Once seen as a passing trend, stand-up paddle boards can be seen everywhere along Maine’s coast and inland waters. It seems that “SUPs” are now firmly rooted in the state’s outdoor culture.

“The reason a lot of people like it is because you see wildlife. You get to look into the ocean and see what’s on the ocean floor,” said Zack Anchors, owner of Portland Paddle. “People love the simplicity of it. You can easily load them on your car. And it’s a great workout.”

Anchors started a kayak guiding business five years ago at Portland’s East End Beach but quickly added paddle boards because of the demand. Last year, he offered weekly sunset and harbor paddle board tours in addition to lessons and rentals.

Fans of summer are drawn to the sport for many reasons. For those who lack arm strength, the boards are easier to carry than a canoe or kayak. For those with back issues, it’s a healthier option than sitting in a kayak. And for those who simply love being on the water, it’s a unique way to travel.

Ashley Flowers, a Portland paddle board yoga instructor, said paddle boarding builds intense core and leg strength because of the need to balance.

“It really forces your brain to focus,” Flowers added.

So the big question is not when are you going to try this, but where and how are you going to paddle board this summer? Here are some suggestions.

TIP 1: MASTER THE TECHNIQUE

The biggest suggestion experienced paddlers and guides offer to those new to paddle boarding is to get some instruction. Even taking a tour, if not a lesson, is better than a rental, because there is some direction involved.

To start, maybe the ocean should wait. A paddle boarder can have an easier time learning the craft on smooth waters, and maybe take in the sunset on Flagstaff Lake at Bigelow Preserve in Stratton at the same time, as this paddler did last summer. Staff photo by Michael G. Seamans

While paddle boarding looks simple, the strokes and moves are made easier when done like the pros. A novice can injure an arm or even dislocate a shoulder if they use the wrong technique. They also can get into danger, especially on the ocean where you need to watch the tides, the weather, watercraft and currents.

“Wind is a big factor on a stand-up paddle board,” Anchors said. “Your body is like a sail, it’s very vulnerable to the wind. It can carry you out to sea. We’re lucky here on this peninsula. There is a protected area. We send people there.”

Paddle boards weigh between 15 and 35 pounds, so they’re easy to carry under an arm or overhead. But standing up, paddleing and turning can be tricky.

“The strokes are not instinctive,” said Sandy Moore, a certified kayak and paddle board instructor. “If you do it wrong, you expend all this extra time and energy. At some point, it’s a safety issue.”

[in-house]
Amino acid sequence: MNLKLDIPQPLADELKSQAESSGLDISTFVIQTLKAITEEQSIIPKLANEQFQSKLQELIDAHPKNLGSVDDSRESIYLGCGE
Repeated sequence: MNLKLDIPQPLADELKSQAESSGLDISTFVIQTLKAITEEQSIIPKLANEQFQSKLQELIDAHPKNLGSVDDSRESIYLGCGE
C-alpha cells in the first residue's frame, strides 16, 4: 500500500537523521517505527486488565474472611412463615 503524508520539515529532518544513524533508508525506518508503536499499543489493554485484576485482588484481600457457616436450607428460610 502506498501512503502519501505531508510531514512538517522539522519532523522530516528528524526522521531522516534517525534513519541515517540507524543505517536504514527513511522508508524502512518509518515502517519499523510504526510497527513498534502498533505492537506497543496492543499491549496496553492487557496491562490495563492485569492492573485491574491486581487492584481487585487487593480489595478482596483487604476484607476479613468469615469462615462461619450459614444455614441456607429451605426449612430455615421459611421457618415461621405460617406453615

Master Maine Guide and certified SUP instructor Scott Anchors, Zack’s father, said the easiest way to stand is to kneel first in knee-deep water and put the paddle across the board, then push up off the board with both hands. But getting back on from deep water if, or when, you fall off is harder. Trying it first in shallow water is recommended.

TIP 2: GET THE GEAR

To get outfitted to use a stand-up paddle board seems simple enough. But there are many safety considerations.

 

Yes, you can lose that board. So make sure to have a leash, one of the key pieces of equipment needed.

To start, there’s the paddle board, the paddle, the leash you wrap around your leg, and a life preserver. Paddle boards can cost anywhere from $500 used all the way up to $3,500 for a carbon board. They rent in Maine for as little as $25 an hour to $200 for the week. Some outfits, such as Seaspray Kayaking, deliver.

Those who rent may not think of having on hand the same safety pack you would stow in a kayak, but they should, Scott Anchors said. You can lash it to your SUP under the board’s chords. Anchors does, and always stocks it with water, a towing rope, compass, a ginger snack, and a beacon. On his life preserver, Anchors also carries a whistle, a knife and a VHF radio.

Of course in Maine, for most of the summer a wetsuit is a good idea, if not essential.

TIP 3: START SMALL

Whether it’s tidal water or a lake, pond or river, some locations are better for beginners. They are more protected with less chop, and it’s on these where a novice should take their first paddle, said Moore, co-author of “Paddling Southern Maine.” She offered a few suggestion:

n Along the coast, try the Webhannet River and Mere Point, two protected and easy-to-navigate areas. The first is a river that empties into a salt marsh with luxurious white sandy shores; the other is a protected cove. In either case, you have to watch the tides.

n For freshwater, Moore recommends Kennebunk Pond in Lyman because it has a gentle put-in with a sandy bottom. She also likes Nequasset Lake in Woolwich, which has a launch off busy Route 1 yet is a 20-mile lake that is quiet with a remote feel.

TIP 4: ASK THE EXPERTS

While many outdoor retailers rent paddleboards, not all offer instruction. Here’s a few that do:

L.L. Bean, Freeport: Offers trip, tours, SUP yoga and private lessons, even a women’s-only course. Contact: 888-552-3261, or bit.ly/2sO9ynL.

Portland Paddle, Portland: Offers tours, rentals, lessons and SUP yoga. Contact: 370-9730, [email protected], portlandpaddle.net.

Seaspray Kayaking and Paddleboarding, Brunswick: One of the oldest kayak guiding outfits around, it offers rentals, lessons, tours and SUP yoga. They even deliver. Contact: 443-3646, [email protected], seaspraykayaking.com.

Soposup, South Portland: The seven-year-old SUP shop is closed this year, but owner Rafael Adams still continues to rent and teach. Contact: 317-0425, [email protected], soposup.com.

Deirdre Fleming can be reached at 791-6452 or:

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Twitter: FlemingPph